You are right when you say that salvation is not by works. However, you will note that faith itself is a work. Jesus said it was (John 6:28, 29). Baptism is not a work of men, nor a work of the law of Moses, nor a work of the devil, nor a work of which we may boast, but it, like faith, is a work "of God." Thus, if all works are excluded, then out goes faith as a condition of salvation, along with repentance and baptism (James 2:14-26).
Salvation is indeed a gift. "The gift of God is eternal life through Jesus Christ our Lord" (Romans 6:23). However, that gift of salvation is not unconditional. If it were, all would be saved; none would be lost, for "the grace of God which bringeth salvation hath appeared to all men" (Titus 2:11, 12). Now, if the gift of grace is universal and unconditional, all will be saved. No one will go to hell. That will suit me fine, but it is not what Scripture teaches. Since the grace of God is universal, since Jesus tasted death "for the sins of the whole world," "for every man," and yet some men will be lost, it follows that salvation by grace is conditional (Hebrews 2:9; 1 John 2:2; Romans 2:6-9; 6:16-18). That is, it contains terms or conditions of pardon with which men must comply in order to be saved (Cf. Jeremiah 18:7-10; Ezekiel 3:17-21; Matthew 7:13, 14, 21-27).
One of those conditions is faith in Christ (John 8:24). Another condition is repentance (Luke 13:3, 5). Another is baptism, or so said the Savior, "He that believeth and is baptized shall be saved; but he that believeth not shall be damned" (Mark 16;16; Acts 2:38; 22:16).
(3) "Repent And Trust In The Finished Work of Christ:" In your closing appeal to me, you said, "Larry, due to the fact that the Bible says that we are saved by grace through faith, and you say that it is by some work that we do like baptism, or any other thing, I would bid you to repent and trust in the finished work of Christ and nothing else but Christ and God will save you."
Frank, if, as you say, "we are saved by grace through faith," why do you also bid me to "repent and trust in the finished work of Christ"? If I have faith, why must I also "repent and trust"? Are you not adding to Ephesians 2:8, 9, when you say I must "repent and trust," as well as believe?
See the point, Frank? You believe that one must not only believe, but that he must also "repent and trust in the finished work of Christ" before God will save him. You believe one must do all those things to be saved, and when he does them, God will save him. He will not save himself, but God will save him. Well, can you not see that the same thing is true with respect to baptism? Yes, one must "repent and trust" in the death of Jesus (Acts 13:38, 39; Romans 2:4; 4:25; 5:9; 10:9, 10; Ephesians 1:7, 13). When he does so, he is not saving himself; he is not impugning the finished work of Christ. Neither does he do those things when he obeys the Lord in baptism. "Repent, and be baptized every one of you in the name of Jesus Christ for the remission of sins, and ye shall receive the gift of the Holy Ghost" (Acts 2:38).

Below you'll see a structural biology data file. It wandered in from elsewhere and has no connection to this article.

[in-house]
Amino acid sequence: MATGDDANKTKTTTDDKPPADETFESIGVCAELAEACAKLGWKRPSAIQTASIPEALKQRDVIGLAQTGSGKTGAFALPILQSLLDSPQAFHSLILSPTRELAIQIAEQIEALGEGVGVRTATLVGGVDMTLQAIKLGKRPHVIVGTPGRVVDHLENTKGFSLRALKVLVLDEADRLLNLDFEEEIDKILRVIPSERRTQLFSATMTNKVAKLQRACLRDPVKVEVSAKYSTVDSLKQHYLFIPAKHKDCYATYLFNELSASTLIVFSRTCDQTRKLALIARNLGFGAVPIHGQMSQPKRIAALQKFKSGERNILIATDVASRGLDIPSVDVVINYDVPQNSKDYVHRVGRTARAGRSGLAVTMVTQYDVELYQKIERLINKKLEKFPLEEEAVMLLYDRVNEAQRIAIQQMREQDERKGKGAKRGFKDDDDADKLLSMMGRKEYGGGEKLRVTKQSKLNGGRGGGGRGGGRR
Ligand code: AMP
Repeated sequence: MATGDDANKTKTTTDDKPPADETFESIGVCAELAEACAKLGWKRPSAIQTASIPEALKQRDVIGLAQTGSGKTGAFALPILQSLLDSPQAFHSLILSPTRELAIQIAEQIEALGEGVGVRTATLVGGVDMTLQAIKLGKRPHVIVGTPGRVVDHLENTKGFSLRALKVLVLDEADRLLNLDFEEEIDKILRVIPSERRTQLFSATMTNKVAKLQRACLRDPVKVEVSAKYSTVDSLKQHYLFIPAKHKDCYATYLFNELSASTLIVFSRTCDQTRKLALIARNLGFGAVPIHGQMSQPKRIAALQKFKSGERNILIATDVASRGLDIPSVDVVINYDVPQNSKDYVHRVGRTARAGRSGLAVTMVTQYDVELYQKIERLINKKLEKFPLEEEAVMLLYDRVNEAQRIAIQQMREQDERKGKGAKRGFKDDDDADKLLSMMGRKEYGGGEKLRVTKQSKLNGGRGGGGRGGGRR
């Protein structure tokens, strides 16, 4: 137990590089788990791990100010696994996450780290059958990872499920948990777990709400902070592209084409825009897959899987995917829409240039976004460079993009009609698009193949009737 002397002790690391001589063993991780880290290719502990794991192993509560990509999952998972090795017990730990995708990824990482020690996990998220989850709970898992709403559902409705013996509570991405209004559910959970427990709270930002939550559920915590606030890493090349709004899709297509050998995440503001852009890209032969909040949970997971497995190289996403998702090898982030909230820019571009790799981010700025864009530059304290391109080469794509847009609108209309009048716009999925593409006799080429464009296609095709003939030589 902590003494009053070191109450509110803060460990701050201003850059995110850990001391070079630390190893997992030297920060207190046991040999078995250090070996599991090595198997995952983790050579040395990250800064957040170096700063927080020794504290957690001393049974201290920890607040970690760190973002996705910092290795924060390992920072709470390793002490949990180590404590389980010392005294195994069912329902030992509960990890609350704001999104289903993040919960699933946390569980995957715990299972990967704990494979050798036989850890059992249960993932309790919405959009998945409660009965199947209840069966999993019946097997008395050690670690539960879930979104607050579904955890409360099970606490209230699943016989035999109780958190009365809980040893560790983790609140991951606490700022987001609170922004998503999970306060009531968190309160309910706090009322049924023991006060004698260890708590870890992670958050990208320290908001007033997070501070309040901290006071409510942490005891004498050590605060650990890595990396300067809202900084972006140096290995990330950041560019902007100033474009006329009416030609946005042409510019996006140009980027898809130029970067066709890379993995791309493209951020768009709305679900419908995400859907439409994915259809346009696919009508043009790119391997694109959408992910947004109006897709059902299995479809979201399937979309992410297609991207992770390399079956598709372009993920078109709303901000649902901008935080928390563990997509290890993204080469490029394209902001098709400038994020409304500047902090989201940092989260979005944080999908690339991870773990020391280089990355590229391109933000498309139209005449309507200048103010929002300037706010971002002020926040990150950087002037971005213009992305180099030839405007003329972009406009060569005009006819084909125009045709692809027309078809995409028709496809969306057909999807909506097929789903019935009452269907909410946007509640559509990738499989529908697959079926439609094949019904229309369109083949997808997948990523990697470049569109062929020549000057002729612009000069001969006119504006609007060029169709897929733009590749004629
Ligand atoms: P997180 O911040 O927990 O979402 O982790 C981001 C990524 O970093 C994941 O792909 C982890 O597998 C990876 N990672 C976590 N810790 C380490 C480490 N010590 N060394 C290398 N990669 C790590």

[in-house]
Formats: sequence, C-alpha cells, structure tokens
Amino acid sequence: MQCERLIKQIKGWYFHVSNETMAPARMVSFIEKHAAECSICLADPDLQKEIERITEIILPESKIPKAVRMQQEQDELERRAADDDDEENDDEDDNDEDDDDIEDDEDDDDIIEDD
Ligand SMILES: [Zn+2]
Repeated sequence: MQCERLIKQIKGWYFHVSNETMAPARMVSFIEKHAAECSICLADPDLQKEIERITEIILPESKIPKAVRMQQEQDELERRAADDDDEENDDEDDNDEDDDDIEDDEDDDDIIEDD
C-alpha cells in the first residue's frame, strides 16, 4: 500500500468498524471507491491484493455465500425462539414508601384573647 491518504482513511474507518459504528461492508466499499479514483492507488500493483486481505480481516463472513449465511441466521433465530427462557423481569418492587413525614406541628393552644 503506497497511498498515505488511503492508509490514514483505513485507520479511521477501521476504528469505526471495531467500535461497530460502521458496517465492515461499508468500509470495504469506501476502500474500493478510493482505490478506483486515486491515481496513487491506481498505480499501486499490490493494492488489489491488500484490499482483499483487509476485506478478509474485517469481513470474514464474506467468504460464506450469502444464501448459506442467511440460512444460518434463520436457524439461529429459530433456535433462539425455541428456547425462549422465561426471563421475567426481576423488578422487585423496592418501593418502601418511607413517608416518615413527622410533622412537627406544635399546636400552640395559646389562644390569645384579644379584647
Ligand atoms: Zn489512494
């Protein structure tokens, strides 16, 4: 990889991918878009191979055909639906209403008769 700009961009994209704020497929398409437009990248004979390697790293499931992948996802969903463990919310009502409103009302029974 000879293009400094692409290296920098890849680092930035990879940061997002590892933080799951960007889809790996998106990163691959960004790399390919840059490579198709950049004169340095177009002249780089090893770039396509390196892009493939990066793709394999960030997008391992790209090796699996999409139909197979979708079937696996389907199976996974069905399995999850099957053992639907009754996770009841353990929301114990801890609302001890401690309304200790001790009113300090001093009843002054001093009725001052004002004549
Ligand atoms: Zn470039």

Frank, if you can add "repent and trust" to the finished work of Christ without discrediting it, why can I not also add what the Lord said about baptism without diminishing it (Mark 16;16; 1 Peter 3:21)? If you can add "repent and trust" to salvation by grace through faith in Ephesians 2:8, 9, why can I not also add the baptism of the Ephesians "in the name of the Lord Jesus" to salvation by grace through faith?
(4) "We Are Complete In Jesus Christ:" You are correct when you say that "we are complete in Jesus Christ and his finished work." How, though, does one get "into Christ"? Note that you have said that we are "complete in Christ," not "out of," but "in" Christ. How does one get "into Christ"? Only "in Christ" can one be "complete," so how do we get "into Christ"? "Know ye not that so many of you as were baptized into Jesus Christ were baptized into his death" (Romans 6:3)? "For as many of you as have been baptized into Christ have put on Christ" (Galatians 3:27).
The only way to be complete and to be saved by the finished work of Christ is to be "in Christ." Scripture says we are "baptized into Jesus Christ." If one is not baptized, he is not "in Christ," for we are "baptized into Christ." Thus, one must be baptized to be complete in Christ and to have the benefits of the finished work of Christ.
Conclusion: Frank, I would be happy to hear your reply to the points and questions I have raised. I trust that you, likewise, will take this as a letter of love and that you will weigh carefully the arguments I have made in light of the word of God (2 Tim. 2:15).